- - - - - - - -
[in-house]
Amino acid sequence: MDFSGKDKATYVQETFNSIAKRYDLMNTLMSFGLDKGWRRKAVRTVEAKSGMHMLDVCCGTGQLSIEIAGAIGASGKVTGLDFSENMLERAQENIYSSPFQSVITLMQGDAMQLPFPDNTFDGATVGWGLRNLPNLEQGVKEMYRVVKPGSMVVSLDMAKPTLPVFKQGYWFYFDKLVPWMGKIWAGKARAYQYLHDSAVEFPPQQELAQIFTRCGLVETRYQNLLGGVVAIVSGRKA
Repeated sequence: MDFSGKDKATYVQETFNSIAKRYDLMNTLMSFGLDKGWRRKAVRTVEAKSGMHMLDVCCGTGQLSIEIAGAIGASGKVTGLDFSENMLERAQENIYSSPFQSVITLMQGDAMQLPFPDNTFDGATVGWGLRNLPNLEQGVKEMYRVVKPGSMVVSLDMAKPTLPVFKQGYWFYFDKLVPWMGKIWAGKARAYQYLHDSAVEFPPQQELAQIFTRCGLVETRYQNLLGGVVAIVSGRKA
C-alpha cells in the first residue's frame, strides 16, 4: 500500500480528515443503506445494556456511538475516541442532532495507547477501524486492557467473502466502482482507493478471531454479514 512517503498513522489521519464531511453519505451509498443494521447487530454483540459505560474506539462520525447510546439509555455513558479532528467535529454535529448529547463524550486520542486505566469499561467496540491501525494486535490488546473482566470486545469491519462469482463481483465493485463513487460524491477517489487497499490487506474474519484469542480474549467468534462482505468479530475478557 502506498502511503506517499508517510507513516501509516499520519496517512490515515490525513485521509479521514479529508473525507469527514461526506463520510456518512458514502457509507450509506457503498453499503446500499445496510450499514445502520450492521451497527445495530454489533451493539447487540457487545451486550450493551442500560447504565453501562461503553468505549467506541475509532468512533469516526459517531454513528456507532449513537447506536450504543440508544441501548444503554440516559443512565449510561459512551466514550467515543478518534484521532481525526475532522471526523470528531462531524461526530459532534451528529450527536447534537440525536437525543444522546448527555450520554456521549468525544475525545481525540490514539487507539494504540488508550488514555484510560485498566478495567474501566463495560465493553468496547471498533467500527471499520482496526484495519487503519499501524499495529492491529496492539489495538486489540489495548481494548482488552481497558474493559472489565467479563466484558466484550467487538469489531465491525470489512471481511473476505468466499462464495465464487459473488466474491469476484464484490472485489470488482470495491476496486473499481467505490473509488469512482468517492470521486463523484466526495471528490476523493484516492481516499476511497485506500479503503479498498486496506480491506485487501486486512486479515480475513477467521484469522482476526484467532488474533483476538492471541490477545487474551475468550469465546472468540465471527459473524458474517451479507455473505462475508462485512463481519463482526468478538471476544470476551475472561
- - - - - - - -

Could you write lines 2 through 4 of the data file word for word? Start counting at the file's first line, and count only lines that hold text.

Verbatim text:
Amino acid sequence: MDFSGKDKATYVQETFNSIAKRYDLMNTLMSFGLDKGWRRKAVRTVEAKSGMHMLDVCCGTGQLSIEIAGAIGASGKVTGLDFSENMLERAQENIYSSPFQSVITLMQGDAMQLPFPDNTFDGATVGWGLRNLPNLEQGVKEMYRVVKPGSMVVSLDMAKPTLPVFKQGYWFYFDKLVPWMGKIWAGKARAYQYLHDSAVEFPPQQELAQIFTRCGLVETRYQNLLGGVVAIVSGRKA
Repeated sequence: MDFSGKDKATYVQETFNSIAKRYDLMNTLMSFGLDKGWRRKAVRTVEAKSGMHMLDVCCGTGQLSIEIAGAIGASGKVTGLDFSENMLERAQENIYSSPFQSVITLMQGDAMQLPFPDNTFDGATVGWGLRNLPNLEQGVKEMYRVVKPGSMVVSLDMAKPTLPVFKQGYWFYFDKLVPWMGKIWAGKARAYQYLHDSAVEFPPQQELAQIFTRCGLVETRYQNLLGGVVAIVSGRKA
C-alpha cells in the first residue's frame, strides 16, 4: 500500500480528515443503506445494556456511538475516541442532532495507547477501524486492557467473502466502482482507493478471531454479514 512517503498513522489521519464531511453519505451509498443494521447487530454483540459505560474506539462520525447510546439509555455513558479532528467535529454535529448529547463524550486520542486505566469499561467496540491501525494486535490488546473482566470486545469491519462469482463481483465493485463513487460524491477517489487497499490487506474474519484469542480474549467468534462482505468479530475478557 502506498502511503506517499508517510507513516501509516499520519496517512490515515490525513485521509479521514479529508473525507469527514461526506463520510456518512458514502457509507450509506457503498453499503446500499445496510450499514445502520450492521451497527445495530454489533451493539447487540457487545451486550450493551442500560447504565453501562461503553468505549467506541475509532468512533469516526459517531454513528456507532449513537447506536450504543440508544441501548444503554440516559443512565449510561459512551466514550467515543478518534484521532481525526475532522471526523470528531462531524461526530459532534451528529450527536447534537440525536437525543444522546448527555450520554456521549468525544475525545481525540490514539487507539494504540488508550488514555484510560485498566478495567474501566463495560465493553468496547471498533467500527471499520482496526484495519487503519499501524499495529492491529496492539489495538486489540489495548481494548482488552481497558474493559472489565467479563466484558466484550467487538469489531465491525470489512471481511473476505468466499462464495465464487459473488466474491469476484464484490472485489470488482470495491476496486473499481467505490473509488469512482468517492470521486463523484466526495471528490476523493484516492481516499476511497485506500479503503479498498486496506480491506485487501486486512486479515480475513477467521484469522482476526484467532488474533483476538492471541490477545487474551475468550469465546472468540465471527459473524458474517451479507455473505462475508462485512463481519463482526468478538471476544470476551475472561